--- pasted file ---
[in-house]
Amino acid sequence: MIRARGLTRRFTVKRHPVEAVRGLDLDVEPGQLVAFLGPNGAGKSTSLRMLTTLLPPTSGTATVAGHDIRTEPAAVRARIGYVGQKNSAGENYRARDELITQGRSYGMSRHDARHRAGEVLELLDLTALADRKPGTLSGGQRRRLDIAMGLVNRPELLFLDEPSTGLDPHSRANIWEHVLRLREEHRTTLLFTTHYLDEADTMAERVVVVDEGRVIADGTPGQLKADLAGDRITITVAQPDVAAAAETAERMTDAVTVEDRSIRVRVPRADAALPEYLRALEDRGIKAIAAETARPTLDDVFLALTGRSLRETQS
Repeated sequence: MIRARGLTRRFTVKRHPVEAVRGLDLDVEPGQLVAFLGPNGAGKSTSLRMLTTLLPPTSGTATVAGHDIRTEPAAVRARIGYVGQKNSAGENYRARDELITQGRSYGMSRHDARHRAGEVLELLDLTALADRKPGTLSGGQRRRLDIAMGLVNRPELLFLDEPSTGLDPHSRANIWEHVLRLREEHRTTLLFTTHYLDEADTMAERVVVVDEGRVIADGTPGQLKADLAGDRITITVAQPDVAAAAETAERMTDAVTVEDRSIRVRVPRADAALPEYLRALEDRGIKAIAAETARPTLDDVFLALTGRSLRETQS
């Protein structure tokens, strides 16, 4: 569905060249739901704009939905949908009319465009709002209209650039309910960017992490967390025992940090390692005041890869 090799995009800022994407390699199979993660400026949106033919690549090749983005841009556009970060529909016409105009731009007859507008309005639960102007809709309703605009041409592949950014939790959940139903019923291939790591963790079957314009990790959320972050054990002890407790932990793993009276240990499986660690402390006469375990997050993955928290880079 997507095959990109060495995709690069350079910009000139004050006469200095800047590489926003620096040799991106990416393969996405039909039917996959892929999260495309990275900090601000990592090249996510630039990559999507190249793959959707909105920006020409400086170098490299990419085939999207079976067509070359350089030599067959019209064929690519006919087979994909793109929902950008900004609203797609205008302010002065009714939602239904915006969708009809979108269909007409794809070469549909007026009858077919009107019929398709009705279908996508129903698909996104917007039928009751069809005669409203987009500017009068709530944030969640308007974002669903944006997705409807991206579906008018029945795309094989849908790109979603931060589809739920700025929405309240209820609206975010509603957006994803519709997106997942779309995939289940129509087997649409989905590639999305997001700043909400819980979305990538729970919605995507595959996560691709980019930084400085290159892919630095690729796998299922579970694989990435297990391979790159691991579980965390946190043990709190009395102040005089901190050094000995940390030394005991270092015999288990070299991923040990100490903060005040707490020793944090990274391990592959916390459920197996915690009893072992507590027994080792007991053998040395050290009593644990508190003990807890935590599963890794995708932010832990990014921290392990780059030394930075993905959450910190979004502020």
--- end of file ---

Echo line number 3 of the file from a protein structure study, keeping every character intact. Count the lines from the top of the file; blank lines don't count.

Repeated sequence: MIRARGLTRRFTVKRHPVEAVRGLDLDVEPGQLVAFLGPNGAGKSTSLRMLTTLLPPTSGTATVAGHDIRTEPAAVRARIGYVGQKNSAGENYRARDELITQGRSYGMSRHDARHRAGEVLELLDLTALADRKPGTLSGGQRRRLDIAMGLVNRPELLFLDEPSTGLDPHSRANIWEHVLRLREEHRTTLLFTTHYLDEADTMAERVVVVDEGRVIADGTPGQLKADLAGDRITITVAQPDVAAAAETAERMTDAVTVEDRSIRVRVPRADAALPEYLRALEDRGIKAIAAETARPTLDDVFLALTGRSLRETQS